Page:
And this one:

“I just wanted to say I’m so thankful for your stories on Redeeming Love. I have struggled with that book and so many other Francine Rivers’ books. It was highly recommended to me by so many Christian friends and when I opened it, I was absolutely shocked. I was not comfortable with the content of the book, but I continued to read it because mature Christians had recommended it. I rationalized reading it in my mind, I continued to make excuses for things that I shouldn’t have. I’ve often wondered when I see people talk about it, if it’s just something wrong with me. I wondered why I could not say that I thoroughly enjoyed this book and would recommend it to others. But hearing you say these things is so encouraging. Christian fiction is a huge problem and more women need to speak up about these things.” 

This one:

“Thank you for your story on Redeeming Love. I was sexually abused as a child and by the age of seven was a chronic masturbator. I was given Redeeming Love at a women’s conference by a mentor when I was 13 and a half. Half of me was irked at the romanticization of trauma as a sexual abuse survivor and was actually comparing my story to this fictional story that wrapped up pain and abuse with curvy figures, cleavage I didn’t have, and a hot man who would eventually rescue and heal that I didn’t have. I actually started struggling even more with depression from my abuse because I didn’t feel sexy enough on my healing journey, sounds really silly, I know. This book also caused me to sin sexually and struggle with fantasy even more. Her book Bridge to Haven is even more triggering to me, both with trauma and chronic fantasy masturbation. I too was addicted to erotica in high school and sadly these two books are erotica, just with a Christian label thrown on.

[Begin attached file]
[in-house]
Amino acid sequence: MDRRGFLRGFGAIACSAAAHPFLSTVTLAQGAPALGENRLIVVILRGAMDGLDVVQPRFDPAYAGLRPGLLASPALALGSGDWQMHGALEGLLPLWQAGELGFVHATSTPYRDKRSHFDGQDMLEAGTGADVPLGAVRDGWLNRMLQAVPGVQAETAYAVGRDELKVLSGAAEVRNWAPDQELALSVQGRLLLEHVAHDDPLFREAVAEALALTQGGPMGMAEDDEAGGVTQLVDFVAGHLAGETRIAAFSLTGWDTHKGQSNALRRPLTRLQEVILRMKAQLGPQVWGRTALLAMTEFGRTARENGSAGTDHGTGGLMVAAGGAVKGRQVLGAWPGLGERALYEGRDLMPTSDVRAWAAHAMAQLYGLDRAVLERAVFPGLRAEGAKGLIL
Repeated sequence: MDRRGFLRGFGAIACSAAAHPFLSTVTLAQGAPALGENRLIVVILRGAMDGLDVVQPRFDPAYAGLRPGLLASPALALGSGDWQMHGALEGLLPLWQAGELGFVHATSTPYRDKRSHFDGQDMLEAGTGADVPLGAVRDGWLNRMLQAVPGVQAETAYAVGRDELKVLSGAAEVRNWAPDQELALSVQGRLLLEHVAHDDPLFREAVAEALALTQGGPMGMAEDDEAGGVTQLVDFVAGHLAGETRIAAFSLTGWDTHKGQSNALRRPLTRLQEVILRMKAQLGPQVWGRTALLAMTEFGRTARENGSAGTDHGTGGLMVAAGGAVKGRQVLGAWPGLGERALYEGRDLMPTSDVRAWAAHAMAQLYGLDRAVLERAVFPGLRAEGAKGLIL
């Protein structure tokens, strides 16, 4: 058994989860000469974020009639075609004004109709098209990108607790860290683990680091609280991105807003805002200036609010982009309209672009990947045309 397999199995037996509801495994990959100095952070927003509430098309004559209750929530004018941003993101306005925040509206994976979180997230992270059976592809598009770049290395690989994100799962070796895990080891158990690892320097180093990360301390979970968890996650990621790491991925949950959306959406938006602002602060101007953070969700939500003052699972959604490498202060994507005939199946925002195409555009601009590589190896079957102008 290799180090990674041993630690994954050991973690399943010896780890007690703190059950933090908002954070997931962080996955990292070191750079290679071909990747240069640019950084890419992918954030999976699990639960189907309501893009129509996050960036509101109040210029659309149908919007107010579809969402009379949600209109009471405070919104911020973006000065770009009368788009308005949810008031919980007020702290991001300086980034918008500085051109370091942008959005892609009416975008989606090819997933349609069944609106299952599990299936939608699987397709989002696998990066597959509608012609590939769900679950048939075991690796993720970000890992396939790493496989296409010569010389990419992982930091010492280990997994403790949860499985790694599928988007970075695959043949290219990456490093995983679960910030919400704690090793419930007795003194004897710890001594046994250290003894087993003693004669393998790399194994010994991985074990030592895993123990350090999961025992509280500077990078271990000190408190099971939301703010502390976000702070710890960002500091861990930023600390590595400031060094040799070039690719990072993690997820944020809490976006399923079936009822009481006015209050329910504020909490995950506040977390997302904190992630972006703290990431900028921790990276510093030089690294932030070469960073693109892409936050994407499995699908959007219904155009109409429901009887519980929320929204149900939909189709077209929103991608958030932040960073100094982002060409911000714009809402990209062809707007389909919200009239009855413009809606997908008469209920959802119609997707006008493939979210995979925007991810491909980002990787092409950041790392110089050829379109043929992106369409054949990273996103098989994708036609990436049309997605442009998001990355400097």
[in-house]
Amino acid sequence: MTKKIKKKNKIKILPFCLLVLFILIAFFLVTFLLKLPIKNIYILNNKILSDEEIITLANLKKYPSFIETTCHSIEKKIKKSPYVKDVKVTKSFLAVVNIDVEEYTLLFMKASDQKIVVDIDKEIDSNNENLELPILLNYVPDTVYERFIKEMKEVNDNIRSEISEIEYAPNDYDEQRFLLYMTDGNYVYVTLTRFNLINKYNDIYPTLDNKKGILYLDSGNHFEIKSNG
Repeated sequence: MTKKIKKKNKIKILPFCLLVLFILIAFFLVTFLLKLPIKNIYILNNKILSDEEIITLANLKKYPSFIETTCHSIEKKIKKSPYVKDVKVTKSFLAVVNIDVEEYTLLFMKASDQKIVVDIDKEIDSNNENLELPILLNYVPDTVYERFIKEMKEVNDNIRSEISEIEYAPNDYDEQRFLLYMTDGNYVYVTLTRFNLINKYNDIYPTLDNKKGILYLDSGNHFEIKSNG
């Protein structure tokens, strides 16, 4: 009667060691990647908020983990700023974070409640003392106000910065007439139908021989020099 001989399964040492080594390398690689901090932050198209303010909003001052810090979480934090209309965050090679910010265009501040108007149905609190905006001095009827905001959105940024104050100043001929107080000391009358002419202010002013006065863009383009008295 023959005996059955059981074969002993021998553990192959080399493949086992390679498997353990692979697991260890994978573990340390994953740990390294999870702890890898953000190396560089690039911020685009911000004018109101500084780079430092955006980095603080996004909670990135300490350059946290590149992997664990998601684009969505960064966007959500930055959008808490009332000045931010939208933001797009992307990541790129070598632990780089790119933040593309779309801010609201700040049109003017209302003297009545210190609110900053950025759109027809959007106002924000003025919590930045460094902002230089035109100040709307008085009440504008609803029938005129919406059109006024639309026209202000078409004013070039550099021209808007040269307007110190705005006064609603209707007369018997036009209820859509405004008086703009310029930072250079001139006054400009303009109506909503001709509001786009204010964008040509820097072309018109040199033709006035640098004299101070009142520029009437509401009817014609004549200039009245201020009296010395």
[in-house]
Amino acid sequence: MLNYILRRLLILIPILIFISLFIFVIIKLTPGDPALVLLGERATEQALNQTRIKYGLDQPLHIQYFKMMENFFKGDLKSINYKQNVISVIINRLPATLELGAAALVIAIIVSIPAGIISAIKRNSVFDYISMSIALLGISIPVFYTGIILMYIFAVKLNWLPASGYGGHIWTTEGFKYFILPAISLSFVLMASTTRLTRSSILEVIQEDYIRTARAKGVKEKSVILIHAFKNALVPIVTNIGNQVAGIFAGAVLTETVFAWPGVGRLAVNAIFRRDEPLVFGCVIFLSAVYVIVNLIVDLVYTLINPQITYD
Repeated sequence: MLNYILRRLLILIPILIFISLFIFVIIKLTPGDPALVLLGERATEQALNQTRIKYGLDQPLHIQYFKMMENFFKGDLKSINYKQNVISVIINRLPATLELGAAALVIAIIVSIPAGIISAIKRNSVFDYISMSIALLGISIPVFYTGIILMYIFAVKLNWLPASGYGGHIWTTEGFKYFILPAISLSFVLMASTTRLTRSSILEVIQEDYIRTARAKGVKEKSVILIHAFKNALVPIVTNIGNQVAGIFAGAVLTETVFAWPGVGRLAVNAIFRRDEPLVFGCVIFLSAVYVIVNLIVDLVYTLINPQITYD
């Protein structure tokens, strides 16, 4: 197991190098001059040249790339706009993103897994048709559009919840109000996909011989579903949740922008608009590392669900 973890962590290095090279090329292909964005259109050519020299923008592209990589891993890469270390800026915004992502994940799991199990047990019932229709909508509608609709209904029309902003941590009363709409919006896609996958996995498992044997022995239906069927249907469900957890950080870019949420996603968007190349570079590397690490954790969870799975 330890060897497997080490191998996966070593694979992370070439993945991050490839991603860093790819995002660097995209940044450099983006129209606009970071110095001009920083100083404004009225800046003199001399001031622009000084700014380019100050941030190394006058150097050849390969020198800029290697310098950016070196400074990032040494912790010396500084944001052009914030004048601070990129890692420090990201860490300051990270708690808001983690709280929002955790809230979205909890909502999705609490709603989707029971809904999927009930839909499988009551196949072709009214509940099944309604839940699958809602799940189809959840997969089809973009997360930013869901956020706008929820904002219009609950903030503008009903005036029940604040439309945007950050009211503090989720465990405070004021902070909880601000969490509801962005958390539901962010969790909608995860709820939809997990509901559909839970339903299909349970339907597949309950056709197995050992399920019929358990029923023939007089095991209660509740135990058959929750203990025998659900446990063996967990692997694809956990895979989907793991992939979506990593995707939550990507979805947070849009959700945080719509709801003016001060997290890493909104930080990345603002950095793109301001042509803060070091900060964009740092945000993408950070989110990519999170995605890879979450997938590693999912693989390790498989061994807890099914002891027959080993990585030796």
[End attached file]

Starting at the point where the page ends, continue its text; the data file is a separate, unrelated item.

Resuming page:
What was even more confusing to me as a team, as my mentor was counseling me through my sexual sin, but then gave me these books thinking it would help me in my healing journey. It has taken me years to heal from that impact. In high school and college, I struggled with reading sexually explicit romance novels. I took a lot of drastic steps to break free. Since then, I’ve stayed away from even Christian romance novels. When I read Redeeming Love a year ago, I was definitely not drawn closer to God. It was like feeding an old desire. But in my mind, the seams didn’t go far enough, which caused a lot of temptation to seek out my old habit. Thank God, I didn’t, but it was a struggle. Thanks for addressing this issue, as someone who has struggled, this is a much needed word.”

It’s heavy and hard for me to read those messages to you. There are many more that I have saved in the highlight on my Instagram. I know that if you’ve loved and enjoyed this book, and you’re looking forward to the movie, it may be really shocking and eye opening to hear these messages from real young women. You can see the screenshots of their messages on my Instagram highlight. So, you know that I’m not just making these up.

My encouragement to you is, if you choose to go see this movie, please do so with discernment and wisdom. Please take the time to read the Book of Hosea and study it for yourself. Please consider the young women to whom you are recommending this movie and these books, and books like it. And most of all, if you struggle with sexual sin and fantasy, I can promise you that there truly is freedom and there is a way out. I am a testimony to God’s healing journey, His truly Redeeming Love, that can take even the darkest and most secret addiction and make it something that allows you to free others and lead them toward his heart.

Phylicia Masonheimer
Phylicia Masonheimer
Phylicia Masonheimer is the founder of Every Woman a Theologian, a ministry teaching Christians how to know what they believe and live gospel truth with grace. Formerly addicted to erotica, she also writes about sexuality and finding freedom from the shame of sexual addiction. She is an author, blogger, and host of the chart-topping podcast Verity with Phylicia Masonheimer. She lives in northern Michigan with her husband and three children.